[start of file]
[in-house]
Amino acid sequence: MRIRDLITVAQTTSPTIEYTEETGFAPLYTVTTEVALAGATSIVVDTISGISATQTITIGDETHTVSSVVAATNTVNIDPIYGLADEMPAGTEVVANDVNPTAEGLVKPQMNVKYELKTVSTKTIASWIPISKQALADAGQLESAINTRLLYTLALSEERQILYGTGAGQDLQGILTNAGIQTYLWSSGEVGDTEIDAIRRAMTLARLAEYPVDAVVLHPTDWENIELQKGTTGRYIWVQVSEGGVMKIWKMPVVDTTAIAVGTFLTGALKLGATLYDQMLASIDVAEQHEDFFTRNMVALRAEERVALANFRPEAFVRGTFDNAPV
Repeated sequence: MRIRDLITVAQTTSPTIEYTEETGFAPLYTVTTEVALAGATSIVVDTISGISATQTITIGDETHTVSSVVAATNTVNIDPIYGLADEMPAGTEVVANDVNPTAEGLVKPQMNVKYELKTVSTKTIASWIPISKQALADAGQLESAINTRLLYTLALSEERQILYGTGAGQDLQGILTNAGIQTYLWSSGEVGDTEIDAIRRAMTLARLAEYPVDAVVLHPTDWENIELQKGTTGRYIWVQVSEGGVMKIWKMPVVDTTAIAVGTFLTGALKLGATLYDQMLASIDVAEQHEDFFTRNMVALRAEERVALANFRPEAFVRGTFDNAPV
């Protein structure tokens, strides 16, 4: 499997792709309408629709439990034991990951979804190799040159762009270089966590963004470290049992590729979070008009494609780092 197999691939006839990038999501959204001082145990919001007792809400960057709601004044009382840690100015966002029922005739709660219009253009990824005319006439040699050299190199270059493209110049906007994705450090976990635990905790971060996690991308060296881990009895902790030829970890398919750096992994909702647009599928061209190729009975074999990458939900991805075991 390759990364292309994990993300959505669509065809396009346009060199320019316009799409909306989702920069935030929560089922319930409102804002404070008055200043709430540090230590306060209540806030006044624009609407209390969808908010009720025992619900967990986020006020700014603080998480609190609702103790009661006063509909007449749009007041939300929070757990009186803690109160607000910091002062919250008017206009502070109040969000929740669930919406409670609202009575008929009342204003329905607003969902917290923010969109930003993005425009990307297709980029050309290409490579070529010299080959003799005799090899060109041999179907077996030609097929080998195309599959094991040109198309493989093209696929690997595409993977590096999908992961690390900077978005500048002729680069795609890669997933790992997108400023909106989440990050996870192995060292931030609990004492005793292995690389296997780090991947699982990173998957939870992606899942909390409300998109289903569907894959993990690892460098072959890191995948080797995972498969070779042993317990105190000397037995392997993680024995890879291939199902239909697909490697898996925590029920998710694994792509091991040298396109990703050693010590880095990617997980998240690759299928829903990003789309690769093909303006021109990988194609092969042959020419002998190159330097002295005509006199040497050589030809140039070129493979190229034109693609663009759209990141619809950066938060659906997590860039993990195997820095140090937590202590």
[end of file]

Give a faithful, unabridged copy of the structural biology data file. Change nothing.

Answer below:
[in-house]
Amino acid sequence: MRIRDLITVAQTTSPTIEYTEETGFAPLYTVTTEVALAGATSIVVDTISGISATQTITIGDETHTVSSVVAATNTVNIDPIYGLADEMPAGTEVVANDVNPTAEGLVKPQMNVKYELKTVSTKTIASWIPISKQALADAGQLESAINTRLLYTLALSEERQILYGTGAGQDLQGILTNAGIQTYLWSSGEVGDTEIDAIRRAMTLARLAEYPVDAVVLHPTDWENIELQKGTTGRYIWVQVSEGGVMKIWKMPVVDTTAIAVGTFLTGALKLGATLYDQMLASIDVAEQHEDFFTRNMVALRAEERVALANFRPEAFVRGTFDNAPV
Repeated sequence: MRIRDLITVAQTTSPTIEYTEETGFAPLYTVTTEVALAGATSIVVDTISGISATQTITIGDETHTVSSVVAATNTVNIDPIYGLADEMPAGTEVVANDVNPTAEGLVKPQMNVKYELKTVSTKTIASWIPISKQALADAGQLESAINTRLLYTLALSEERQILYGTGAGQDLQGILTNAGIQTYLWSSGEVGDTEIDAIRRAMTLARLAEYPVDAVVLHPTDWENIELQKGTTGRYIWVQVSEGGVMKIWKMPVVDTTAIAVGTFLTGALKLGATLYDQMLASIDVAEQHEDFFTRNMVALRAEERVALANFRPEAFVRGTFDNAPV
């Protein structure tokens, strides 16, 4: 499997792709309408629709439990034991990951979804190799040159762009270089966590963004470290049992590729979070008009494609780092 197999691939006839990038999501959204001082145990919001007792809400960057709601004044009382840690100015966002029922005739709660219009253009990824005319006439040699050299190199270059493209110049906007994705450090976990635990905790971060996690991308060296881990009895902790030829970890398919750096992994909702647009599928061209190729009975074999990458939900991805075991 390759990364292309994990993300959505669509065809396009346009060199320019316009799409909306989702920069935030929560089922319930409102804002404070008055200043709430540090230590306060209540806030006044624009609407209390969808908010009720025992619900967990986020006020700014603080998480609190609702103790009661006063509909007449749009007041939300929070757990009186803690109160607000910091002062919250008017206009502070109040969000929740669930919406409670609202009575008929009342204003329905607003969902917290923010969109930003993005425009990307297709980029050309290409490579070529010299080959003799005799090899060109041999179907077996030609097929080998195309599959094991040109198309493989093209696929690997595409993977590096999908992961690390900077978005500048002729680069795609890669997933790992997108400023909106989440990050996870192995060292931030609990004492005793292995690389296997780090991947699982990173998957939870992606899942909390409300998109289903569907894959993990690892460098072959890191995948080797995972498969070779042993317990105190000397037995392997993680024995890879291939199902239909697909490697898996925590029920998710694994792509091991040298396109990703050693010590880095990617997980998240690759299928829903990003789309690769093909303006021109990988194609092969042959020419002998190159330097002295005509006199040497050589030809140039070129493979190229034109693609663009759209990141619809950066938060659906997590860039993990195997820095140090937590202590």